The Panama City Republican, who lobbied for the farm bill to include protections for the timber industry, slammed the decision by Georgia-Pacific to close the Perry Foley Cellulose facility, eliminating 525 jobs in the area.
“Today’s Georgia-Pacific announcement is extremely disappointing. This closure impacts thousands of my constituents following a devastating hurricane, a time when communities need reliability and stability the most,” Dunn said. “What’s even more concerning is that Georgia-Pacific neglected to give local leaders ample notice so we can support Taylor County through this difficult time. They ought to be ashamed.”
Dunn has also pointed out that Koch Industries owns Georgia-Pacific. That’s especially notable in the political world, as the Koch family has been famously active in funding Republican political causes such as Americans for Prosperity.
Dunn said he will demand support for laid-off employees at the mill. He has urged Georgia-Pacific to provide workers six months of severance pay and benefits, allow paid leave for employees to seek new work before the plant closes, and donate the buildings left behind to local government. And Dunn suggests he will seek accountability from the whole of Koch Industries.
“Make no mistake, moving forward, my eyes will be on Koch Industries and Georgia-Pacific to guarantee that they actively support their employees in Florida’s 2nd Congressional District,” he said.
From the heart
Heart disease remains the top killer of Americans, both men and women, and most races and ethnicities — regardless of political party. With that in mind, Reps. Kat Cammack and Sheila Cherfilus-McCormick introduced legislation designating September as “National Cholesterol Education Month” and Sept. 30 as “LDL-C Awareness Day.”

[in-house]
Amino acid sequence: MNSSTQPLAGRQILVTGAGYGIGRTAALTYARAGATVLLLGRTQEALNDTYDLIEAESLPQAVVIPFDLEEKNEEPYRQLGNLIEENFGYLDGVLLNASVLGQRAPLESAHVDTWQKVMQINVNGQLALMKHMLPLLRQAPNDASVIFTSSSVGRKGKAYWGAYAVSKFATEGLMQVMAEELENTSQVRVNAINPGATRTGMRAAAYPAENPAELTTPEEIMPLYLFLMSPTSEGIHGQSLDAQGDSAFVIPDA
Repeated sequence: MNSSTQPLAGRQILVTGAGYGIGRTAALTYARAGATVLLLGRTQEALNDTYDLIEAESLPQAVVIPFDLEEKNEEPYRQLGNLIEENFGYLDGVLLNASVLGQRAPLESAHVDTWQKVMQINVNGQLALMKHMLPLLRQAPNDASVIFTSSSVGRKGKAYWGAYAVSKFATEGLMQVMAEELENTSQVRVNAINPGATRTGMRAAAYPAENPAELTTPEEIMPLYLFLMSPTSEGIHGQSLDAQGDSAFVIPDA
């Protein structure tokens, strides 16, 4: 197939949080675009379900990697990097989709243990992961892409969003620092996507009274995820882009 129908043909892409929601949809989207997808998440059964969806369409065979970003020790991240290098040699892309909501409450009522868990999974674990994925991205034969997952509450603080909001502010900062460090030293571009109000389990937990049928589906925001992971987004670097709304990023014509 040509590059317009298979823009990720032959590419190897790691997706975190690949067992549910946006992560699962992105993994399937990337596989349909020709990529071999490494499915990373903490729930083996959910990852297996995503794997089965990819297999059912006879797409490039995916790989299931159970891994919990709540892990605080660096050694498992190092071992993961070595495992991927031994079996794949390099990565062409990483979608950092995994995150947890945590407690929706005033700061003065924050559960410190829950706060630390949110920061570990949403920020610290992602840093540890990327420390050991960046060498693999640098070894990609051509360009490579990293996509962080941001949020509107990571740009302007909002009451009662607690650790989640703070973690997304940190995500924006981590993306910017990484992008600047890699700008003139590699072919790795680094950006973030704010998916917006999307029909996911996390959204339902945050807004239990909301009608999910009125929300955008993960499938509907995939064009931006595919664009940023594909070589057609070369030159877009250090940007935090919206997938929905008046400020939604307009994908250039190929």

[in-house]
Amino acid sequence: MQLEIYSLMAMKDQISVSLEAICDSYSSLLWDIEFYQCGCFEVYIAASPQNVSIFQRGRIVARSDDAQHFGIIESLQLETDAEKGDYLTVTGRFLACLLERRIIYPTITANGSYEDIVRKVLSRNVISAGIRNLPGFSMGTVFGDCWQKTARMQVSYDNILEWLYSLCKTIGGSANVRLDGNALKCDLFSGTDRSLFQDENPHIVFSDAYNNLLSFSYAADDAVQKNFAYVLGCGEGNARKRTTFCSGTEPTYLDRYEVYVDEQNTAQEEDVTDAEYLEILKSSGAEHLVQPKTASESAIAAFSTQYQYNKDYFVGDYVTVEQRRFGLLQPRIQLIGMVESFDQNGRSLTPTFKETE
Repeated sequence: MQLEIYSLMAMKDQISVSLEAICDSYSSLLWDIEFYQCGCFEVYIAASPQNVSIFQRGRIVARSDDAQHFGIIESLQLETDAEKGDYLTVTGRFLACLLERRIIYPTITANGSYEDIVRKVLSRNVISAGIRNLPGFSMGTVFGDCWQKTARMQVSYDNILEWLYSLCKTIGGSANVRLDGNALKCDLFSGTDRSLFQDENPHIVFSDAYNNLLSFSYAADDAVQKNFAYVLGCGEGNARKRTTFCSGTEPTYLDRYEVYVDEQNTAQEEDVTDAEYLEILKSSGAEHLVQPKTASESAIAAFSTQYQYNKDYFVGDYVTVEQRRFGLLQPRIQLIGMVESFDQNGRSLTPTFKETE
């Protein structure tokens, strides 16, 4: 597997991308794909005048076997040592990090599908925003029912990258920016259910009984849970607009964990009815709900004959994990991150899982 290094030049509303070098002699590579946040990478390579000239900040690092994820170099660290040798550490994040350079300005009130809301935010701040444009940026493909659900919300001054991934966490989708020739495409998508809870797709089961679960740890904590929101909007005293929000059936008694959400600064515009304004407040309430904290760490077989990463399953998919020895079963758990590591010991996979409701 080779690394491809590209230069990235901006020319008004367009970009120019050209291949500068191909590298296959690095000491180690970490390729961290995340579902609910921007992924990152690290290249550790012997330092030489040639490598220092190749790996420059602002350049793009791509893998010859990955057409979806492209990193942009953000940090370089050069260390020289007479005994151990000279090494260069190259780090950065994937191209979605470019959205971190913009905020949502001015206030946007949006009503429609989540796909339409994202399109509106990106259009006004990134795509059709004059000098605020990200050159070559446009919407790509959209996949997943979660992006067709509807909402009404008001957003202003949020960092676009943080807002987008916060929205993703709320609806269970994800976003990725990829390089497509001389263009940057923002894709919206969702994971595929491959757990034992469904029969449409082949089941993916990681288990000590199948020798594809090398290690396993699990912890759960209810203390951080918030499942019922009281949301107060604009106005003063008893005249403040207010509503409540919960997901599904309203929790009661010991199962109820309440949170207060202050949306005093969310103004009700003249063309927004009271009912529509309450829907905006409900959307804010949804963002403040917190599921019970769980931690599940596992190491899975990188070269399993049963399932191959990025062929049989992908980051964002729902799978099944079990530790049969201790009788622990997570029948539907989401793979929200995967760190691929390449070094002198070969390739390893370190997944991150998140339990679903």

“As a Co-Chair of the Bipartisan Women’s Caucus, much of our work focuses on issues that affect women, especially related to health care,” said Cammack, a Gainesville Republican. “Cardiovascular disease is the leading cause of death for women in the U.S. and it’s been one of our top projects over the last several years to ensure women are equipped to best care for themselves and their families. Learning more about cholesterol and its effects on heart health can help to raise awareness and encourage women to be screened and treated.”
Low-density lipoprotein cholesterol, or LDL-C, is a chief cause of cardiovascular illnesses and is a particularly acute problem among racial and ethnic minorities.
Miramar Democrat Cherfilus-McCormick, a health care executive, stressed the need for education on bad cholesterol.
“With cardiovascular disease on the rise, heart health awareness can go a long way in saving lives,” she said. “Greater education is needed to address this public health crisis head-on and address inequities that can be starkly seen among underserved populations and communities of color. I am proud to introduce this bipartisan resolution so that cardiovascular disease prevention never falls by the wayside and this disease is treated with the sense of urgency it deserves.
Going for gold
Part of the power for some authoritarian leaders in Latin America derives straight from the ground. Gold mining operations have propped up President Daniel Ortega in Nicaragua and President Nicolás Maduro in Venezuela.